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Globe Gazette: For J.D. Scholten, it all goes back to healthcare

J.D. Scholten remembers a time near the end of his pitching career in professional baseball when he was standing on the mound and wondering what would come next for him. The concern wasn’t with what the count was or what pitch he should throw. He was focused on the future. 

Now, in the final few days of his bid for the House seat in Iowa’s Fourth Congressional District, with the COVID-19 pandemic still a presence in the state, Scholten’s primary focus is on healthcare and how it can be made better.

“I think some of the things we’re seeing brought up more and more at events like this are: protecting Social Security and Medicare,” Scholten said.

“We’ve stopped at rural hospitals and nursing homes and care facilities for people with all different abilities and they just talked about how disastrous the privatization of Medicaid has been. My opponent was the leader in the Senate on getting that passed.”

The way that Scholten sees it: There have been pitches to fix healthcare through the markets for decades and none of them have panned out. Costs haven’t gone down for people. They’ve gone up. And people are struggling to pay.

“The reality in the district is pancake breakfasts and GoFundMes and gas stations with donation boxes. We have to beg to pay for our medical costs and yet we’re the wealthiest country in the world,” he said. “We’re already paying, per person, the most of any country in the world when it comes to taxpayer dollars and we’re not getting a very big bang for our buck.”

Tied in with healthcare for Scholten is the response to the pandemic. 

Scholten has said that he thinks there needs to be a greater emphasis placed on mask usage, perhaps with a mandate, and testing needs to be as available as possible. 

On the economic front of the equation, Scholten said that giving so much money to Wall Street in the first round of stimulus spending, with so little accountability, wasn’t helpful to individual people or small businesses in the Fourth District. He said that where the focus should be is on additional stimulus checks and unemployment benefits.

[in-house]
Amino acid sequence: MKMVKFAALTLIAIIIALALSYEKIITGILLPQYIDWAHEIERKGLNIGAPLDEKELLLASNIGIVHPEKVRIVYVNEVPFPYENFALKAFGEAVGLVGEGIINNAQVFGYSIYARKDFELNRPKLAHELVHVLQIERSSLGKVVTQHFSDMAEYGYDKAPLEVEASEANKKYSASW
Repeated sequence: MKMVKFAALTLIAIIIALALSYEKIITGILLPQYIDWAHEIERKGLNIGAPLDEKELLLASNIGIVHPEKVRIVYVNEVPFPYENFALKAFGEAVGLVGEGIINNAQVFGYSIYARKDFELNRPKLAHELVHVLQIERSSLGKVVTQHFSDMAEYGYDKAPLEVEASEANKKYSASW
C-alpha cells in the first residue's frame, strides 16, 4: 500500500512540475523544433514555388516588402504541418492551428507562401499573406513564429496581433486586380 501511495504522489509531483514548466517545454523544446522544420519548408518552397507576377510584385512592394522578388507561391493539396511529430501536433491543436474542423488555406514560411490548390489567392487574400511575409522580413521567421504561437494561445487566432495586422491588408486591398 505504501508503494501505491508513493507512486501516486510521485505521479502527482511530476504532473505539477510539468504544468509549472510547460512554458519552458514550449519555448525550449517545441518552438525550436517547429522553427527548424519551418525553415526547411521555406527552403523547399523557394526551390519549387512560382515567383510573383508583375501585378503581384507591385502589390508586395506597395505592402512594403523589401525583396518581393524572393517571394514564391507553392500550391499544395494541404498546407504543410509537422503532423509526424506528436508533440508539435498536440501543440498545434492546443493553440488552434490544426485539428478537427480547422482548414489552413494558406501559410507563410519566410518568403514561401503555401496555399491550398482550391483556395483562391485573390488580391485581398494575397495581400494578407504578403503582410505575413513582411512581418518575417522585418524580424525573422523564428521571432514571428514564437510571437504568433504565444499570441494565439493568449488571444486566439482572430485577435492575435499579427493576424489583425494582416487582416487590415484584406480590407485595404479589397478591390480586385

“We’re seeing people whose backs are against the wall and I think the Republican talking point that we shouldn’t encourage them to stay home, I don’t think they’re understanding the entire severity.”

He also said that the idea that people can get more from unemployment benefits than they can from working speaks to a problem with wages in the district and around the country as a whole.

“A huge part of this district is that wages are so low. And yet healthcare costs are skyrocketing. Housing’s skyrocketing. Student debt is at an all-time high. Farm debt is at an all-time high. We’re just seeing a disconnect with wages and the needs of people right now,” Scholten said.

As a way to deal with stagnant wages in the meatpacking industry in particular, Scholten has said he’d enforce antitrust laws that are already on the books, which could give more power back to workers.

Even more specific to the district, Scholten said he wants to see ethanol prioritized further. He said that if he wins the race on Tuesday, he’d push for more pumps nationwide to offer ethanol, which could help with demand for producers in the district. 

Scholten said he believes that that push sets him apart from Feenstra on the issue. As does some of the funding they’re getting.

Scholten has pointed to Feenstra receiving $50,000 from the 20 For 20 Victory Fund, a joint fundraising committee set up by U.S. Sen. Ted Cruz, R-Texas. Scholten has noted that Cruz has worked against the renewable fuel standard being sufficiently supportive of corn-based ethanol, with many waivers given to oil companies.

“I would never take money from an entity who is trying to attack one of our main industries. I think that shows a difference in character between him and myself.”

New EPA waivers could reduce biofuel and ethanol production and, here in North Iowa, the general manager for POET Biorefining in Hanlontown says that farmers will suffer.

For farmers, Scholten again said that enforcing antitrust laws could be helpful for keeping small farms from being completely overrun by large-scale farming enterprises. 

“It’s policy that’s driving people off the land and so what I want to do is enforce our antitrust laws, empower our Iowa farmers and go down that direction,” he said.

In the moments of downtime on his 374-town tour, Scholten said that he’s likely to be chatting on the phone with his girlfriend. 

“Her having a more normal life just kind of calms me.”

He said he relishes the little towns he gets to visit in the district that seem to be making a comeback. Towns such as Grundy Center which he believes lays claim to the best hand-breaded pork tenderloin to be found anywhere in the state.

As for what fills him with hope, at a time when there’s a lot of doubt and uncertainty, Scholten said he thinks about processes such as the annual harvests. He finds them to be a bit of a comfort and somewhat of a metaphor for his own political life.

“You put in a seed and just hope it grows and hope it grows right.”